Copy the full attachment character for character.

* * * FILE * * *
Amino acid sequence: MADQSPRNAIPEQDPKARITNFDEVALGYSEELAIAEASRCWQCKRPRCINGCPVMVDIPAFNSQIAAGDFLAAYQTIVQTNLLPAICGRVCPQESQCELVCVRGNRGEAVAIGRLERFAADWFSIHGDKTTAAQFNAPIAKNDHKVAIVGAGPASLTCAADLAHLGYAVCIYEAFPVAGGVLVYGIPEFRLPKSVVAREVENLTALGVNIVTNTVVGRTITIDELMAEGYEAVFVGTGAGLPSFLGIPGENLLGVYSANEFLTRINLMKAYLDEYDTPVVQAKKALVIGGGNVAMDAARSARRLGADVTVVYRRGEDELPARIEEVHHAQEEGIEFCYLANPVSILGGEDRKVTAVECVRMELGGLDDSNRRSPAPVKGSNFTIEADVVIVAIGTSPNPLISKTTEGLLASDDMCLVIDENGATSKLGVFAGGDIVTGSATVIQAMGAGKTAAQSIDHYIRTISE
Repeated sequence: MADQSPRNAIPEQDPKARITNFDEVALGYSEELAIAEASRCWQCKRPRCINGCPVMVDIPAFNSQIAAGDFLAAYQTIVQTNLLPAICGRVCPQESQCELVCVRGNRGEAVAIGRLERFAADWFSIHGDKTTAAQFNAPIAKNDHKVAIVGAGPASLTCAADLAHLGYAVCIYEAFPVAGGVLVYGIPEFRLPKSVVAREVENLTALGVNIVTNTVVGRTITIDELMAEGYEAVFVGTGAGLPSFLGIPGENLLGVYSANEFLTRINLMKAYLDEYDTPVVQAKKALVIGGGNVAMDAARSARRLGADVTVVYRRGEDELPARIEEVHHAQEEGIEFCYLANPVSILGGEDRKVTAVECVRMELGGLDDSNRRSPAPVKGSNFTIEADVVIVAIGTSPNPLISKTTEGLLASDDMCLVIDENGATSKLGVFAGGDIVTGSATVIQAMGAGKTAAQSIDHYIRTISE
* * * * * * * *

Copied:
Amino acid sequence: MADQSPRNAIPEQDPKARITNFDEVALGYSEELAIAEASRCWQCKRPRCINGCPVMVDIPAFNSQIAAGDFLAAYQTIVQTNLLPAICGRVCPQESQCELVCVRGNRGEAVAIGRLERFAADWFSIHGDKTTAAQFNAPIAKNDHKVAIVGAGPASLTCAADLAHLGYAVCIYEAFPVAGGVLVYGIPEFRLPKSVVAREVENLTALGVNIVTNTVVGRTITIDELMAEGYEAVFVGTGAGLPSFLGIPGENLLGVYSANEFLTRINLMKAYLDEYDTPVVQAKKALVIGGGNVAMDAARSARRLGADVTVVYRRGEDELPARIEEVHHAQEEGIEFCYLANPVSILGGEDRKVTAVECVRMELGGLDDSNRRSPAPVKGSNFTIEADVVIVAIGTSPNPLISKTTEGLLASDDMCLVIDENGATSKLGVFAGGDIVTGSATVIQAMGAGKTAAQSIDHYIRTISE
Repeated sequence: MADQSPRNAIPEQDPKARITNFDEVALGYSEELAIAEASRCWQCKRPRCINGCPVMVDIPAFNSQIAAGDFLAAYQTIVQTNLLPAICGRVCPQESQCELVCVRGNRGEAVAIGRLERFAADWFSIHGDKTTAAQFNAPIAKNDHKVAIVGAGPASLTCAADLAHLGYAVCIYEAFPVAGGVLVYGIPEFRLPKSVVAREVENLTALGVNIVTNTVVGRTITIDELMAEGYEAVFVGTGAGLPSFLGIPGENLLGVYSANEFLTRINLMKAYLDEYDTPVVQAKKALVIGGGNVAMDAARSARRLGADVTVVYRRGEDELPARIEEVHHAQEEGIEFCYLANPVSILGGEDRKVTAVECVRMELGGLDDSNRRSPAPVKGSNFTIEADVVIVAIGTSPNPLISKTTEGLLASDDMCLVIDENGATSKLGVFAGGDIVTGSATVIQAMGAGKTAAQSIDHYIRTISE